Rutgers School of Communication and Information
The School of Communication and Information (SC&I) is a professional school within the New Brunswick Campus of Rutgers, The State University of New Jersey. The school was created in 1982 as a result of a merger between the Graduate School of Library and Information Studies, the School of Communication Studies, and the Livingston Department of Urban Journalism. The school has about 2,500 students at the undergraduate, masters, and doctoral levels, and about 60 full-time faculty.
The graduate program in information has been ranked number 7 in the nation, with the specialization in school library media ranked 2nd and several other specializations in the top ten, by U.S. News & World Report.
- 1 History
- 2 Academic departments
- 3 Centers and Labs
- 3.1 Center for Communication and Health Issues
- 3.2 Info Seeking Lab
- 3.3 Center for International Scholarship in School Libraries (CISSL)
- 3.4 Center for Language, Interaction and Health (CLIH)
- 3.5 Center for Organizational Development and Leadership (ODL)
- 3.6 NetSCI Lab
- 3.7 SALTS Lab - Laboratory for the Study of Applied Language Technology and Society
- 3.8 Social Media and Society Cluster
- 4 Student organizations
- 5 Core Faculty Members
- 6 References
- 7 External links
Although SC&I was established in 1982, the roots of the academic programs housed at the school date back to the 1920s.
1926 Undergraduate program in Journalism established at Rutgers College
1927 Undergraduate program in librarianship established at the New Jersey College for Women, later Douglass College. This became defunct two decades later.
1953 Graduate School of Library Service (GSLS) opens its doors to its first class of master’s students.
1971 Undergraduate major in Communication established
1978 Name of the GSLS changes to Graduate School of Library and Information Studies
1982 School of Communication, Information and Library Studies is established. At the time of its inception, the school offered two undergraduate majors (Communication, Journalism and Mass Media), a master's degree in Library Service, and established an interdisciplinary doctoral program
1983 Names of the departments are denoted as Department of Communication, Department of Journalism and Mass Media, and Department of Library and Information Studies
1987 Master of Communication and Information Studies established
2001 Undergraduate major in Information Technology and Informatics begins accepting students
2005 Online Master of Library and Information Science program admits its first students
2009 Name changed from School of Communication, Information and Library Studies to School of Communication and Information.
Students and faculty in the Department of Communication study the nature and effects of communication on individuals, social groups, and society, including the ways in which communication is practiced in everyday life and the choices about communication that affect individuals and their situation. This program was founded as an undergraduate program in 1971.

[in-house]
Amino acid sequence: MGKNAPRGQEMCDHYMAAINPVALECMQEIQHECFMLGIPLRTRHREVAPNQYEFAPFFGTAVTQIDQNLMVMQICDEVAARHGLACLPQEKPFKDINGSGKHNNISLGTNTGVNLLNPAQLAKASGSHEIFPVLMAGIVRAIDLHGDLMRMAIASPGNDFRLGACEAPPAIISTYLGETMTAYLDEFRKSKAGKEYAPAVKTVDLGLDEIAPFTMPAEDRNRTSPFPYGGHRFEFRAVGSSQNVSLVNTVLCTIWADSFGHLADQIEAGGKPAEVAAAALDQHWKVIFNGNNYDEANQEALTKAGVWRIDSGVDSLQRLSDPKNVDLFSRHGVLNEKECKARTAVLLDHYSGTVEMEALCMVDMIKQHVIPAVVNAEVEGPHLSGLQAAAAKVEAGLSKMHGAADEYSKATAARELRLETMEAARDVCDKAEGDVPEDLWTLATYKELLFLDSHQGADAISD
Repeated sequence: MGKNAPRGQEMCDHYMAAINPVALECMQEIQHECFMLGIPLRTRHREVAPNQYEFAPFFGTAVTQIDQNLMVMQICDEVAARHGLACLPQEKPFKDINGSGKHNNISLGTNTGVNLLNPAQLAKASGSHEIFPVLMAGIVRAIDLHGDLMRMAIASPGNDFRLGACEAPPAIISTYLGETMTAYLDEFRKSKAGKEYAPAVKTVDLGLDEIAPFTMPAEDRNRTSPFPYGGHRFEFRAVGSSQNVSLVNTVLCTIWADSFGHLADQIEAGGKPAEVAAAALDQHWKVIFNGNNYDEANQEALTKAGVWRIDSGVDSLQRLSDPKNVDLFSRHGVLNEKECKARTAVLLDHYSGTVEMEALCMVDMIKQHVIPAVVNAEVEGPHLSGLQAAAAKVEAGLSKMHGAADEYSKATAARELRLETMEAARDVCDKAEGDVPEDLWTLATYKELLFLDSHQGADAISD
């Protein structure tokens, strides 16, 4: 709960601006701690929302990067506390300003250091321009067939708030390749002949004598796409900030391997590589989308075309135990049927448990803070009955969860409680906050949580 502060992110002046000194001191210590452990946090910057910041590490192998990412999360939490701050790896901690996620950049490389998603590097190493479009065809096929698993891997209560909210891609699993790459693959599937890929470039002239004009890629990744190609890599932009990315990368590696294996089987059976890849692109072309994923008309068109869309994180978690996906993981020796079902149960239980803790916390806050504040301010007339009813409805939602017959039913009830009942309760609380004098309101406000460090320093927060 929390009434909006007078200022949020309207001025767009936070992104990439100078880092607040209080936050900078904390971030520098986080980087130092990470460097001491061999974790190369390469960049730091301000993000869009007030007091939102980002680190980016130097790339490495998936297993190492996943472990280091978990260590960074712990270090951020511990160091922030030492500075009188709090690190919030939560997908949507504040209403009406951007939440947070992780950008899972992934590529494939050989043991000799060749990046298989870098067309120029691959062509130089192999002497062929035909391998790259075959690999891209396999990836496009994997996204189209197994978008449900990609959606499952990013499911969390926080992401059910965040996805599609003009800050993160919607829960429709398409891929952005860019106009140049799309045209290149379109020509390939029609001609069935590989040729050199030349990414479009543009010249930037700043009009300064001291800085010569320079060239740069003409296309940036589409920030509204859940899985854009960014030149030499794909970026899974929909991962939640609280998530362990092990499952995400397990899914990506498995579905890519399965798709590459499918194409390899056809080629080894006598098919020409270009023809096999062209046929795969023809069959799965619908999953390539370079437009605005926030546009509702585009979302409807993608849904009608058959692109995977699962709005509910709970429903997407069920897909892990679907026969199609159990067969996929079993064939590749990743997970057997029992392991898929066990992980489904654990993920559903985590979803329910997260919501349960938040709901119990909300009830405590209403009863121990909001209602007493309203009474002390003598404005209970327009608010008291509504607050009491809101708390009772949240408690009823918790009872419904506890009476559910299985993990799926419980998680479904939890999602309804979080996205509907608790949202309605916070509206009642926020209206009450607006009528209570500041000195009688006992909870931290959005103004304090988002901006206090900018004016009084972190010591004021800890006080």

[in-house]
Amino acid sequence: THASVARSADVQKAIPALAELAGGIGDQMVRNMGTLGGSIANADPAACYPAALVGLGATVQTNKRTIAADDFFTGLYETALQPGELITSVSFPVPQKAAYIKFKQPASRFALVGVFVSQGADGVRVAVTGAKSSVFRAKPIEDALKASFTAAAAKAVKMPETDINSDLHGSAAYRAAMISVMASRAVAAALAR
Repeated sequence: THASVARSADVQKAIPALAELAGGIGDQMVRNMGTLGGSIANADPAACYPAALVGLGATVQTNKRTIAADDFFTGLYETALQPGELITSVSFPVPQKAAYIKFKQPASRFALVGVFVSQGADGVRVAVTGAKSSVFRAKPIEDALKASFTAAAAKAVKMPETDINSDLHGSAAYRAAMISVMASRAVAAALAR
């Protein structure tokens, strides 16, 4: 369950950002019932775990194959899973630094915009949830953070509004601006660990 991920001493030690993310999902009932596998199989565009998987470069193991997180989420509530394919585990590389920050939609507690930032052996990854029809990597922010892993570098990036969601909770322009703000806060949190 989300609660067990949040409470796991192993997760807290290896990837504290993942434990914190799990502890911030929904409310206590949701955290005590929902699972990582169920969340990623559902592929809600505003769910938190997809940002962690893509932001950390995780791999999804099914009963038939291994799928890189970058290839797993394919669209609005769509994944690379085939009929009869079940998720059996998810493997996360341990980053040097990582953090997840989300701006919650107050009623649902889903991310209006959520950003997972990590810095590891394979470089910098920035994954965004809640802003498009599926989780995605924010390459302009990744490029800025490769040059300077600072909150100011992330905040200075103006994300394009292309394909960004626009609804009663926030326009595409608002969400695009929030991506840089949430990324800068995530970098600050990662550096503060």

Organizational communication, mediated communication, language and social interaction, and interpersonal communication are primary areas of faculty research with change, collaboration, culture, health, gender, globalization, identity, leadership, persuasion, policy, and relationship development prominent problem-centered research foci across areas.
- Craig R. Scott
Journalism and Media Studies
The Department of Journalism and Media Studies is concerned with the relationships among media texts, institutions, and audiences, especially in the way that media and society affect each other politically, culturally, and socially. This includes study of both the “traditional” mass media and newer electronic technologies and telecommunications. The Journalism and Media Studies program was founded in 1926.
Research examines media content and effects; audience reception and interpretive processes; the emergence of audiences understood in terms of race, age, gender, class, and politics; the sociology and production of culture; communication law, regulation, and policy; and the media’s roles in political and international communication and in educational systems.
- Susan Keith
Library and Information Science
The Department of Library and Information Science focuses on the role of information in personal, social, institutional, national, and international contexts. Research of information-seeking activity, information retrieval systems, and information structures are core interests. These research interests involve considerations of design, management, and evaluation of information systems and services along with the development and assessment of tools responsive to the information needs of users. Digital libraries, school libraries and youth services, knowledge management, and information personalization are areas of notable emphasis within the department. The program was founded in 1927.